The MOBO’s formative years celebrated the best in homegrown contemporary R&B talent, with Shola Ama and Beverly Knight also picking up awards. The ceremony was the first mainstream award show to recognize the rise of ’90s rave culture, dedicating an award category to jungle from the get-go, with pioneer Goldie and his time-stretching technique winning big at the 1996 ceremony. Ever moving with the times, when the garage sound soared on every dancefloor, mixtape and car speaker across the UK, MOBOs quickly created the Best Garage category, won by DJ Luck and MC NeatLisa Maffia, and So Solid Crew, who turned up the bassline for one of the most iconic performances in 2001. A couple of years later, the category delivered a (so-so) scandalous moment at the 2003 award show: Mis-Teeq (who had just won Best Garage Act beating fellow nominees More Fire Crew and So Solid), denounced their win when collecting the award because they felt So Solid was the more deserving garage act.

By the mid-2000s, the garage sound was Romeo done, and Britain’s youth succumbed to the sound of grime (a derivative of jungle and garage) which detonated from east London’s tower blocks. Although many grime artists like KanoDizzee RascalChipmunk, and Roll Deep performed, nominated or took home awards, it took a decade for the MOBOs to create a specific grime category, which finally happened at the height of the genre’s revival in 2015.

The inclusion of the new section honoured the old grime guards SkeptaJME and Wiley and the new generation of artists like Stormzy and Bugzy Malone. During the 2015 awards show, Kanye West was joined onstage by Skepta and 25 grime MCs for a fire some ‘All Day performance.

Today, grime artists still dominate the awards, with Ghetts picking up his first-ever MOBO in 2021. In recent years drill has come to represent the soundtrack of the streets and youth culture. Continuing its stratospheric rise and balaclava assault on the commercial mainstream charts. The MOBOs has become the first award ceremony to formally celebrate the genre by creating a category dedicated to honouring its artistry (supported by TRENCH Magazine), with drillers Digga DCentral CeeHeadie One and Russ Millions all nominated for Best Drill Act this year.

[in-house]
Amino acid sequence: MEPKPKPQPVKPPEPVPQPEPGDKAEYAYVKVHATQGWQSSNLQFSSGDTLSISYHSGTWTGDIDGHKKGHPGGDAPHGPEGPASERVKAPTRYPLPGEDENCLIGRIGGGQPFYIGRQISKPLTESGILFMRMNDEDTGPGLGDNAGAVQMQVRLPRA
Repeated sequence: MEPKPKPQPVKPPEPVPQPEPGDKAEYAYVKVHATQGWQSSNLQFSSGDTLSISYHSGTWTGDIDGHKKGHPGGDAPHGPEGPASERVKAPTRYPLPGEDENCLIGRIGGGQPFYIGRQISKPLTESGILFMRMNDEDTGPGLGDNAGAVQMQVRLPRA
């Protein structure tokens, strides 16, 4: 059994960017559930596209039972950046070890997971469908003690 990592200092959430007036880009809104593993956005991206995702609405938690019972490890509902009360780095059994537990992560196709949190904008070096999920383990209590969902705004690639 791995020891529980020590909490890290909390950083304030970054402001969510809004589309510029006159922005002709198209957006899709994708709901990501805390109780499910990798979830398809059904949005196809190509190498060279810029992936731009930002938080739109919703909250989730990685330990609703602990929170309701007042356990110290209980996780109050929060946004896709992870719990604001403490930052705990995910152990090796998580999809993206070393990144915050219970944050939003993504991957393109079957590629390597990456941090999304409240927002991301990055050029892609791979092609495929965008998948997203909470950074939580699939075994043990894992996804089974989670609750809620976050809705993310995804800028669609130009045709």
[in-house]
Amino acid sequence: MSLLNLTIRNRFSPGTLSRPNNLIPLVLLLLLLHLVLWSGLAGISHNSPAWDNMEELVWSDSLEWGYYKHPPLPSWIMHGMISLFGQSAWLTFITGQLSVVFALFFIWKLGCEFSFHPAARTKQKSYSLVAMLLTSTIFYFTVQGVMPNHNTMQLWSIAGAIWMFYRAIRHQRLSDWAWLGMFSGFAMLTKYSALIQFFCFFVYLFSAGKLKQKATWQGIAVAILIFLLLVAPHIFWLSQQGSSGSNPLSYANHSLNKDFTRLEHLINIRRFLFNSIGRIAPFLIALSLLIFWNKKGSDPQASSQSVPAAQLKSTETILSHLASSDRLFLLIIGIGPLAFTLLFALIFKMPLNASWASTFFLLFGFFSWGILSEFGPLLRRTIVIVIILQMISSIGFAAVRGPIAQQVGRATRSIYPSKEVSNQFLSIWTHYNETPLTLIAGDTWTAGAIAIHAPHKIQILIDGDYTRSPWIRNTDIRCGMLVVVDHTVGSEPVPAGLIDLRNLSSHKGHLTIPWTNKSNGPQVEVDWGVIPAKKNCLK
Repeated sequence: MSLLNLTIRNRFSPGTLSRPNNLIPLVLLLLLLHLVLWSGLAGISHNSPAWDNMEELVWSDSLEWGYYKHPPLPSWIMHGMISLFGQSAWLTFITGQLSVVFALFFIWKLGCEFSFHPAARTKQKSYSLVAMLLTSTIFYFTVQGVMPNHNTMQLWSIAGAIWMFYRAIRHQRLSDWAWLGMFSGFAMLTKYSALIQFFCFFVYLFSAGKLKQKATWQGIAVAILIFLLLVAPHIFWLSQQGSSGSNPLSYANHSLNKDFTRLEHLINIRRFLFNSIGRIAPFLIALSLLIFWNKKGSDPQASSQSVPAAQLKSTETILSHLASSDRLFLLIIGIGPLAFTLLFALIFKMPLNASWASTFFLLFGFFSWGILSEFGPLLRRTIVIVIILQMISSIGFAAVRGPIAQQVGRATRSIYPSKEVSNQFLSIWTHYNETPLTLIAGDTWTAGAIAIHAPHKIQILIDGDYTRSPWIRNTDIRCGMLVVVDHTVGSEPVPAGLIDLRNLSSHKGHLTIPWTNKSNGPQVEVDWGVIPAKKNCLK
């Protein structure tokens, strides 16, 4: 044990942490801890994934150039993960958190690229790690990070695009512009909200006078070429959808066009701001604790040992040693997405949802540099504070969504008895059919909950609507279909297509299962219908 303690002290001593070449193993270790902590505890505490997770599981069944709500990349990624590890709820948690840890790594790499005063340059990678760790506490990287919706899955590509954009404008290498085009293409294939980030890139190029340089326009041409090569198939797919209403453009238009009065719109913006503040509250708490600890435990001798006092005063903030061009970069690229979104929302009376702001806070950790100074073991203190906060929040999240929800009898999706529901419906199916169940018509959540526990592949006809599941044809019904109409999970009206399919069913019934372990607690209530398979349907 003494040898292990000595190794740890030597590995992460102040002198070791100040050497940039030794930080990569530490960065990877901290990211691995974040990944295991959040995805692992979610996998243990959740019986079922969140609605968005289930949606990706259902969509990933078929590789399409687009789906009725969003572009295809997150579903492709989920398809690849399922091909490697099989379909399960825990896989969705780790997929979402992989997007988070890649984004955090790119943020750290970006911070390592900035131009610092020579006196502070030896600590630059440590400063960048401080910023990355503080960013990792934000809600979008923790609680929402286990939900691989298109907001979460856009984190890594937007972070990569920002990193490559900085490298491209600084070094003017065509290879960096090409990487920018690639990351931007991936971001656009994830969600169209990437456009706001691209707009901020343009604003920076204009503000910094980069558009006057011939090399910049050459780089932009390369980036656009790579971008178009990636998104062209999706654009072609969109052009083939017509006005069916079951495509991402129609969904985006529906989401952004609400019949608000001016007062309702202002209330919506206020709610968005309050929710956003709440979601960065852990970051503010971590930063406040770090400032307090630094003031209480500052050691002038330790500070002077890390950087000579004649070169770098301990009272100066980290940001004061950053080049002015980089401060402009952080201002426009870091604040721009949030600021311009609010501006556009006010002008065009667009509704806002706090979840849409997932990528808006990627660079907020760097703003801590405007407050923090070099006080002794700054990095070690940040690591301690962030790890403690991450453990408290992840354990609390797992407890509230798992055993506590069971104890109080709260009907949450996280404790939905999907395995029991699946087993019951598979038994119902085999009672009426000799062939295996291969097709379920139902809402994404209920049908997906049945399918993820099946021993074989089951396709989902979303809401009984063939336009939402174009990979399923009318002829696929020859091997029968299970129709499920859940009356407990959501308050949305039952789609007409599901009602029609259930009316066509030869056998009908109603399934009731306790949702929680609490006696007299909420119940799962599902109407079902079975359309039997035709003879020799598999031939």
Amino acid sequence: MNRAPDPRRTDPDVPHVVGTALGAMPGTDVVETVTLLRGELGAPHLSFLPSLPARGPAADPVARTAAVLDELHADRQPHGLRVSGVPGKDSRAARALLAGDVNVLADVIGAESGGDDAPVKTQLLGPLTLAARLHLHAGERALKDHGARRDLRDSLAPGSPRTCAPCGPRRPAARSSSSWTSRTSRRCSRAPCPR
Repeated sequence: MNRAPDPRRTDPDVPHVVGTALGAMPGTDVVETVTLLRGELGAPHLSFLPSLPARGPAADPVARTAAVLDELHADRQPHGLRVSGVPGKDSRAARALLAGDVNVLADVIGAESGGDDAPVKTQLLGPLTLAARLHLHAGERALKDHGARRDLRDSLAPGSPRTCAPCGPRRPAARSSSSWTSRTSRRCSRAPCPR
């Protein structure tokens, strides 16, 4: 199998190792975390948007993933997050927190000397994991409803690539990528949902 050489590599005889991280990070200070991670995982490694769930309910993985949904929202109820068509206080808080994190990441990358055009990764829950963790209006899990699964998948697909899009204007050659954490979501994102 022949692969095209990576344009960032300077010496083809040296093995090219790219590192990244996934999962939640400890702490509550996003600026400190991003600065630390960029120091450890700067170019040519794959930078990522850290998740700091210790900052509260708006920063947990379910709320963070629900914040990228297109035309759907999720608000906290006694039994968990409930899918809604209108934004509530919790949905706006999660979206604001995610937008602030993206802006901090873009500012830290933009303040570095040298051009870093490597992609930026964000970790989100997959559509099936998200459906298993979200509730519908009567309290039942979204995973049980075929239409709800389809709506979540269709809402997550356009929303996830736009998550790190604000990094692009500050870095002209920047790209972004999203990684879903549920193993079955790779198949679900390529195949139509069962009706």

The MOBO 25th anniversary in association with Lucozade sees the ceremony heading back to London for the first time in years, with acts on the night due to perform including DaveKojey Radical, Central CeeMs BanksTiana Major9, KnucksAitch, Potter Payper, Clavish, Nia Archives, and Little Simz. It also sees the re-installation of the electronic dance category with nominees AnzEliza RoseFKA twigsJax JonesNia Archives and SHERELLE.

Skin (Skunk Anansie) is also nominated this year in a new ‘Alternative’ category alongside Nova Twins, Big Joanie, Bob Vylan, Kid Bookie and Loathe (and according to Skin’s social media, this will be the first MOBO they’ll have attended despite decades of historical firsts in guitar-led rock genius). Better late than never, the ever-evolving MOBO Awards is still with us. And long may it continue.

The ceremony will undoubtedly unveil some future time capsule moments for new generations to enjoy over the next 25 years. You can keep up with the awards show via the BBC (official broadcast partner), and you can also Livestream the event on November 30th by going to the MOBO YouTube channel from 8pm

Words: Chris KellyChris is a freelance music journalist and feature writer with a focus on emerging and established artists, subcultures, the art world and mental health. Chris has multifaceted expertise as a media and creative specialist working with your favourite brands and helping them to embed themselves within the culture through strategic and entertaining content for brands, businesses and organisations.